Kevin Durant reveals when he knew he was signing with Warriors, business partner says that's 'hardly factual'


Kevin Durant reveals when he knew he was signing with Warriors, business partner says that's 'hardly factual'

On Tuesday, Bloomberg hosted the second annual Players Technology Summit in San Francisco.

Andre Iguodala's business partner, Rudy-Cline Thomas, moderated a Q&A session with Kevin Durant and his business partner/agent/close friend Rich Kleiman.

Before asking any questions, Cline-Thomas shared the following personal anecdote:

"Remember 2017, you just lost to the Warriors -- no 2016, you had just lost the Warriors, May -- you and I get together after the game. I thought I was just gonna focus on not talking about basketball, and you wanted to focus on talking about Silicon Valley -- asking me how it was out here.

"You had been following what Andre and I were doing, how it was being surrounded by all these CEOs, innovators and entrepreneurs. And I was like, 'Wow. First and foremost, like yo -- this dude just told me he's about to sign with the Warriors, right (laughter). So, I was like I'm not gonna tell anybody, didn't tell anybody whatsoever, didn't want any rumors to get started..."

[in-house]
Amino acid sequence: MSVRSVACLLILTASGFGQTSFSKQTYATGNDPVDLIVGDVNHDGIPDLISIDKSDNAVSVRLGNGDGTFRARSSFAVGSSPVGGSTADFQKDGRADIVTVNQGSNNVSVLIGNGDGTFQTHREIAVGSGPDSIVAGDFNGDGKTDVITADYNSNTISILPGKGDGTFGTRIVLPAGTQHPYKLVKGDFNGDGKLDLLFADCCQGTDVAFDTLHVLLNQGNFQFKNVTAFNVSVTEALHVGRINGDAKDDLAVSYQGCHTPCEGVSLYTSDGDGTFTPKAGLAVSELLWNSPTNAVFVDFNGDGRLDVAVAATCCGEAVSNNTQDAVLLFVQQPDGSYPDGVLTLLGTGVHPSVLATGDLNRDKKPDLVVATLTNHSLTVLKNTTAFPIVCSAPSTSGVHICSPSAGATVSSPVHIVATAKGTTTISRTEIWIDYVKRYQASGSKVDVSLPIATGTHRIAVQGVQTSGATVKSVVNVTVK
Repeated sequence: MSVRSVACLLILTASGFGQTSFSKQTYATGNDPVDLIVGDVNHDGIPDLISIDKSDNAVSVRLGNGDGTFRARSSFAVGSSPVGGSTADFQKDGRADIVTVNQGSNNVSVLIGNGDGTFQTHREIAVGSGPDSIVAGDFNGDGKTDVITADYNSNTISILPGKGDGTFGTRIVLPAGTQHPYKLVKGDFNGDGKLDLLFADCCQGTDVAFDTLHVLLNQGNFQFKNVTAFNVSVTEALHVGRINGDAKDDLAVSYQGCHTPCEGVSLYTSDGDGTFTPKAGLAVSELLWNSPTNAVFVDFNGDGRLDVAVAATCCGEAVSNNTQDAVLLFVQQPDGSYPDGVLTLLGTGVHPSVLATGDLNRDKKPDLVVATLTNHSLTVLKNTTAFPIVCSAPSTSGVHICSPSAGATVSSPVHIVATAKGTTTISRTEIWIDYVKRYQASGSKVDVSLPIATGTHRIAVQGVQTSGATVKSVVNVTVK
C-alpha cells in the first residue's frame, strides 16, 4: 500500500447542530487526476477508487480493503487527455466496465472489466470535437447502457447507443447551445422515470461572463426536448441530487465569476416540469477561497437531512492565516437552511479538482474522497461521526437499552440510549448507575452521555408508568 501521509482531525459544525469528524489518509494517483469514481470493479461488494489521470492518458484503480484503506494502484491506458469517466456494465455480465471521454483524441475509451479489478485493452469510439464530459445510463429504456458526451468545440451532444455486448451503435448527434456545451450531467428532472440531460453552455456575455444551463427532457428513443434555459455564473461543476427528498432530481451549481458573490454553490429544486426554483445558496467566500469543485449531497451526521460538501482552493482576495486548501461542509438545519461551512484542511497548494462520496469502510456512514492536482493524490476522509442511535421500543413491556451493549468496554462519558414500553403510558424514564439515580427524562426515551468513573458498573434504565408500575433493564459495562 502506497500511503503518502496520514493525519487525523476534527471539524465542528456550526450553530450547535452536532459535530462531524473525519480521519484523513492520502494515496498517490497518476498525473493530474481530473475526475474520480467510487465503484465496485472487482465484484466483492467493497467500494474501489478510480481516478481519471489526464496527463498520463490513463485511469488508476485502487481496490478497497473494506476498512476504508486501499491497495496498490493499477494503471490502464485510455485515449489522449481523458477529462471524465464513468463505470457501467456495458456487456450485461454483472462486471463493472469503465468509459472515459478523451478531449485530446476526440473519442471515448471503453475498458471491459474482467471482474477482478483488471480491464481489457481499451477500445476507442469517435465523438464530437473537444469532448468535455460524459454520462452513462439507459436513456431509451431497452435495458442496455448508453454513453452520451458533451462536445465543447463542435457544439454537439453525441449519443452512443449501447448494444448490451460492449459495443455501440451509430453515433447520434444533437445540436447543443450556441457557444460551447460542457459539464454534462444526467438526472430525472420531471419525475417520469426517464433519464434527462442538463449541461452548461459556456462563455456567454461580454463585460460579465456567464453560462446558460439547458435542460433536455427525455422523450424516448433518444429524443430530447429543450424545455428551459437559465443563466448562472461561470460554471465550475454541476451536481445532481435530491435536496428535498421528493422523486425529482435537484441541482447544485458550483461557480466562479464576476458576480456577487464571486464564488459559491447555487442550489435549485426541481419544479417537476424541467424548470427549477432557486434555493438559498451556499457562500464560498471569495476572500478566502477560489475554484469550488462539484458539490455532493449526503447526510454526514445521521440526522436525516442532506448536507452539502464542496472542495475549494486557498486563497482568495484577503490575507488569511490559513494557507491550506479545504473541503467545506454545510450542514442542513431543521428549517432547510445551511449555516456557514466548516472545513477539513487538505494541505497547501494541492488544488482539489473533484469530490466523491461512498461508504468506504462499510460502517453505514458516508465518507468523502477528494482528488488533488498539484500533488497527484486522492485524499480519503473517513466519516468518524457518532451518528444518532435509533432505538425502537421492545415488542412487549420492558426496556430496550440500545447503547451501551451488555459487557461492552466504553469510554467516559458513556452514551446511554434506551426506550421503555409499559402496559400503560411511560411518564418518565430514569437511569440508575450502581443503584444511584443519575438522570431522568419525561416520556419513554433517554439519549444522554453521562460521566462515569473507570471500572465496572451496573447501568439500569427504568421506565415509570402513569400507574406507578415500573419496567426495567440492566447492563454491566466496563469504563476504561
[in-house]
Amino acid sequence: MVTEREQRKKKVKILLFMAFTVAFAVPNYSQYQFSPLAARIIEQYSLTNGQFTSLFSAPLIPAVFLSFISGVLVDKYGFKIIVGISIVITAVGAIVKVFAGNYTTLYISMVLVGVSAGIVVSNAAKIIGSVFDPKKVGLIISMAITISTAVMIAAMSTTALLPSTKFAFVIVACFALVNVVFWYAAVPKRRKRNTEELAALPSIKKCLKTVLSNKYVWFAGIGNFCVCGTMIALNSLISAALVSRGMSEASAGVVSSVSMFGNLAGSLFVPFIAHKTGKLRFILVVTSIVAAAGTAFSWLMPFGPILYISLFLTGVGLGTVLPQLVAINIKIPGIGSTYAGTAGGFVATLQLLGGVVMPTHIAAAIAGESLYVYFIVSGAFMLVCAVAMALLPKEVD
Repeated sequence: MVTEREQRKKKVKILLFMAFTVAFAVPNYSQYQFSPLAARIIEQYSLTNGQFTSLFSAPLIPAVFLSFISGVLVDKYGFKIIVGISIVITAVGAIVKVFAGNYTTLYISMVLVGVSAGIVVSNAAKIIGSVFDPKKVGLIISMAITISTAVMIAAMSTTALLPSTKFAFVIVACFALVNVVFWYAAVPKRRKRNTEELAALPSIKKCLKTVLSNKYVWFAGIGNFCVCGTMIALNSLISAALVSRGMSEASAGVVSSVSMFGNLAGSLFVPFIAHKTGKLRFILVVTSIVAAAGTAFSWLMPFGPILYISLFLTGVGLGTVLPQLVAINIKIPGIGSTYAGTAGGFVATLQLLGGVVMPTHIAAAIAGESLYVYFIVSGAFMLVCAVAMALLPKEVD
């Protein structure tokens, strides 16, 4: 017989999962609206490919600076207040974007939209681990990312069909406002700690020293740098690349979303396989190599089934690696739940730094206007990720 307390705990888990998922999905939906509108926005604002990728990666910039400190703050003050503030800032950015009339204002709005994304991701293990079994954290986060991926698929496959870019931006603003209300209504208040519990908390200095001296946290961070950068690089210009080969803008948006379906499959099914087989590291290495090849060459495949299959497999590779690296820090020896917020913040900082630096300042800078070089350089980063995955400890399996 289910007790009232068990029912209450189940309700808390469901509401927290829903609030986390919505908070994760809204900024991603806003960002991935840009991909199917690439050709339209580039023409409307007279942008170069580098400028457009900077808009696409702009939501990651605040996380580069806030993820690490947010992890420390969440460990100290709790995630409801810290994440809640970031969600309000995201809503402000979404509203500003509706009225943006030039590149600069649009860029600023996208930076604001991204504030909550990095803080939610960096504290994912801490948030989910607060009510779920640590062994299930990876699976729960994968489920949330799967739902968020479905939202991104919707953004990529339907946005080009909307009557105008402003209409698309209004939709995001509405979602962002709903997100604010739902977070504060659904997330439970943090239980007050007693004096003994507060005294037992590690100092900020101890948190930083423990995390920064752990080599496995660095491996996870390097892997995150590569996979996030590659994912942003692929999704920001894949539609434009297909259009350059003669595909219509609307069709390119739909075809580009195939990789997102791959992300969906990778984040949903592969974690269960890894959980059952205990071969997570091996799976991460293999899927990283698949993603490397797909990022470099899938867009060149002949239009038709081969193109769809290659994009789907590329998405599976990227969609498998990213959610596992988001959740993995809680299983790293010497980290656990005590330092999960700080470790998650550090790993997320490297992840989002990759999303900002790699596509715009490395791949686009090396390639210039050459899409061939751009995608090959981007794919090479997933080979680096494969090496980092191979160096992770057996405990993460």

Cline-Thomas then asked Durant when he started thinking differently about his business opportunities.

"Probably about 2015, I had got hurt. Basketball had always been my world ... it stopped, and I had to think about other parts of my life and what I was interested in ... it was rough because I didn't know what I wanted to do or what I liked or what type of person I wanted to be ... I started to hear about Andre and more guys around the NBA -- especially that play for the Warriors -- that took advantage of the opportunities of being in the Bay Area.

"So throughout that whole year, me and Rich were talking about investing in companies and what I like to do outside of ball. Then I (saw) you and just all those questions came out at once and I was basically telling you I was coming to the Warriors (laughter)."

Does Durant still pick the Warriors if Golden State wins the 2016 title?